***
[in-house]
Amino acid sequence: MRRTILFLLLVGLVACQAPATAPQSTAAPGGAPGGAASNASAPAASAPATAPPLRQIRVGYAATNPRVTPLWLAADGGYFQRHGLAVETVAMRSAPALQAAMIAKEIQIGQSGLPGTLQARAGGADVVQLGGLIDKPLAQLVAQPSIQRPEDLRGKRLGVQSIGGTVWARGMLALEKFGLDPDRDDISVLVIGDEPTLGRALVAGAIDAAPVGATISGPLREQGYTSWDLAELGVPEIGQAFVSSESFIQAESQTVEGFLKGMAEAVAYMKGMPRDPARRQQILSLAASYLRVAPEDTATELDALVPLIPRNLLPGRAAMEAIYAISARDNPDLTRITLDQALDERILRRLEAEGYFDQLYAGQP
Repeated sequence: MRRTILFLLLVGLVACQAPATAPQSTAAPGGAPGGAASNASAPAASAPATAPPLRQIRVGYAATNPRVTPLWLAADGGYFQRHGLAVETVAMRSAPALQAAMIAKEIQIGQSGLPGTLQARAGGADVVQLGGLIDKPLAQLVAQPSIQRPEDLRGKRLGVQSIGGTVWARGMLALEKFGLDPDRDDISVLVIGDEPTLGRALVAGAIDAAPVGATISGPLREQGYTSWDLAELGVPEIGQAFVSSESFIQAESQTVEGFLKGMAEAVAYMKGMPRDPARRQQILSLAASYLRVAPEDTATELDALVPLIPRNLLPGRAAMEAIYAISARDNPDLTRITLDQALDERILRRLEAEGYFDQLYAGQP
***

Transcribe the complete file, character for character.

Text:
[in-house]
Amino acid sequence: MRRTILFLLLVGLVACQAPATAPQSTAAPGGAPGGAASNASAPAASAPATAPPLRQIRVGYAATNPRVTPLWLAADGGYFQRHGLAVETVAMRSAPALQAAMIAKEIQIGQSGLPGTLQARAGGADVVQLGGLIDKPLAQLVAQPSIQRPEDLRGKRLGVQSIGGTVWARGMLALEKFGLDPDRDDISVLVIGDEPTLGRALVAGAIDAAPVGATISGPLREQGYTSWDLAELGVPEIGQAFVSSESFIQAESQTVEGFLKGMAEAVAYMKGMPRDPARRQQILSLAASYLRVAPEDTATELDALVPLIPRNLLPGRAAMEAIYAISARDNPDLTRITLDQALDERILRRLEAEGYFDQLYAGQP
Repeated sequence: MRRTILFLLLVGLVACQAPATAPQSTAAPGGAPGGAASNASAPAASAPATAPPLRQIRVGYAATNPRVTPLWLAADGGYFQRHGLAVETVAMRSAPALQAAMIAKEIQIGQSGLPGTLQARAGGADVVQLGGLIDKPLAQLVAQPSIQRPEDLRGKRLGVQSIGGTVWARGMLALEKFGLDPDRDDISVLVIGDEPTLGRALVAGAIDAAPVGATISGPLREQGYTSWDLAELGVPEIGQAFVSSESFIQAESQTVEGFLKGMAEAVAYMKGMPRDPARRQQILSLAASYLRVAPEDTATELDALVPLIPRNLLPGRAAMEAIYAISARDNPDLTRITLDQALDERILRRLEAEGYFDQLYAGQP